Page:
Most journalists and meteorologists use social media to connect with their audiences by opening up about their lives or taking viewers behind the scenes. But meteorologist Rick Lantz of Boise, Idaho’s KTVB takes the interactive digital medium one step further: he lets viewers guide him on what to say on the nightly newscast.
Just before the 10 p.m. news on the Tegna-owned NBC affiliate, Late Night with Lantz pops up on Facebook Live. There, Lantz has a 10-minute discussion with viewers about that night’s upcoming weather report — a luxury that no meteorologist could experience on TV.
“You only have about three, four minutes…to do your weather [on TV.] And you have to cover certain basics,” Lantz said. “So what [Facebook Live] does beforehand is help me find out what’s on people’s minds, what they want to know about the forecast…[and] I can adjust accordingly.”
Adjust accordingly? That’s right: Lantz isn’t afraid to change his TV forecast in response to what he learns on Facebook Live just minutes before air. That’s because predicting the weather, especially in places like Boise, is hard.
“[The] problem that we have as meteorologists, and especially in mountain communities…is the fact that we’d like to think [the weather] can be nailed down totally,” Lantz said. “But there’s just all kinds of models…on what’s going to take place with a forecast. And to be real specific about it, it’s kind of difficult to do.”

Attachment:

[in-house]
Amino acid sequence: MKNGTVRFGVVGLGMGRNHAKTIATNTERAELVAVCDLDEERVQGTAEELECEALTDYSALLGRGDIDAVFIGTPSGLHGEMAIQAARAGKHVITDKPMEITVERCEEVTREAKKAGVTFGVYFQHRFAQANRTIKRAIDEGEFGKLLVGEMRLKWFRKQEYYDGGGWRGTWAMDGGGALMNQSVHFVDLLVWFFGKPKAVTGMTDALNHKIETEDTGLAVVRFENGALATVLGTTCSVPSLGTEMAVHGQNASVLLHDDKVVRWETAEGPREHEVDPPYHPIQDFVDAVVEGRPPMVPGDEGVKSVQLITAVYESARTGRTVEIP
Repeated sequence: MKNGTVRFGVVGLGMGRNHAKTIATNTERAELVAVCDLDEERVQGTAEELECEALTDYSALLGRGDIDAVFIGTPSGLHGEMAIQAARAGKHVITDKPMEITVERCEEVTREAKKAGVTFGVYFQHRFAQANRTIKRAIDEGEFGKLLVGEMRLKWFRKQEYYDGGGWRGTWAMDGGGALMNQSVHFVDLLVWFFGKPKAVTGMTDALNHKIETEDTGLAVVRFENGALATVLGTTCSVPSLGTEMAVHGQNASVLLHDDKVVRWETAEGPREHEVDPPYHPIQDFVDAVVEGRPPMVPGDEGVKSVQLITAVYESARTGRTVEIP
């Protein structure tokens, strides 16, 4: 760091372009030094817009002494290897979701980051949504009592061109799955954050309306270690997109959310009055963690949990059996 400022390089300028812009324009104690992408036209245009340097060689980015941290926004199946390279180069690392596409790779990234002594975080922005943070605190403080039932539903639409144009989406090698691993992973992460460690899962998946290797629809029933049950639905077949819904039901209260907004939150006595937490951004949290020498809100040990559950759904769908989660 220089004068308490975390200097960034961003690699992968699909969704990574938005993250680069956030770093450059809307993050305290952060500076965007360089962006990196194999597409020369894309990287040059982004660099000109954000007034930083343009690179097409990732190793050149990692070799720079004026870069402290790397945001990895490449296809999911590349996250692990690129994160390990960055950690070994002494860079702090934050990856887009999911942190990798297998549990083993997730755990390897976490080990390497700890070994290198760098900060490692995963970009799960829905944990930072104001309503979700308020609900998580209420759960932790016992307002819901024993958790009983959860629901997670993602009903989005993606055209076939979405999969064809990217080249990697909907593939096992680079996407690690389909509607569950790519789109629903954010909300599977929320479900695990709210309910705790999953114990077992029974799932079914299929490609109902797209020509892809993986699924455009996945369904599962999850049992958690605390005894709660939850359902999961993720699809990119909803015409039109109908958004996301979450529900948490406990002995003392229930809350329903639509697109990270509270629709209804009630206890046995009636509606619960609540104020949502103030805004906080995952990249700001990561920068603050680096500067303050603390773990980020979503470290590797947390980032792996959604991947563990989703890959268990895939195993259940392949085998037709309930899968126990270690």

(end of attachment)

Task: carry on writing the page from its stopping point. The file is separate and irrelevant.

So rather than project omniscience as is the usual practice, Lantz has asked his Facebook Live viewers if they want a definite forecast or all the possibilities.
“The purpose of that was to experiment a little bit to see if instead of me just being emphatic — with a higher probability of inaccuracy — would they rather know the entire spectrum of what this weather could do. And it turned out that that’s what they wanted,” Lantz said.
And that’s what he delivered a few minutes later on that night’s newscast.
Even the name Late Night with Lantz wasn’t his idea — he asked for suggestions from the audience. The Facebook Live show has been going on for two and a half years now. The show’s viewership fluctuates from the low hundreds to thousands — but the show’s impact goes much farther when the online viewers influence what Lantz says on TV.
“I think [Facebook Live] is really working out well,” Lantz said. “What I’m finding is that a lot of people just like to be able to talk to their local meteorologists. It makes it more personable for them, and I think they get more informed.”
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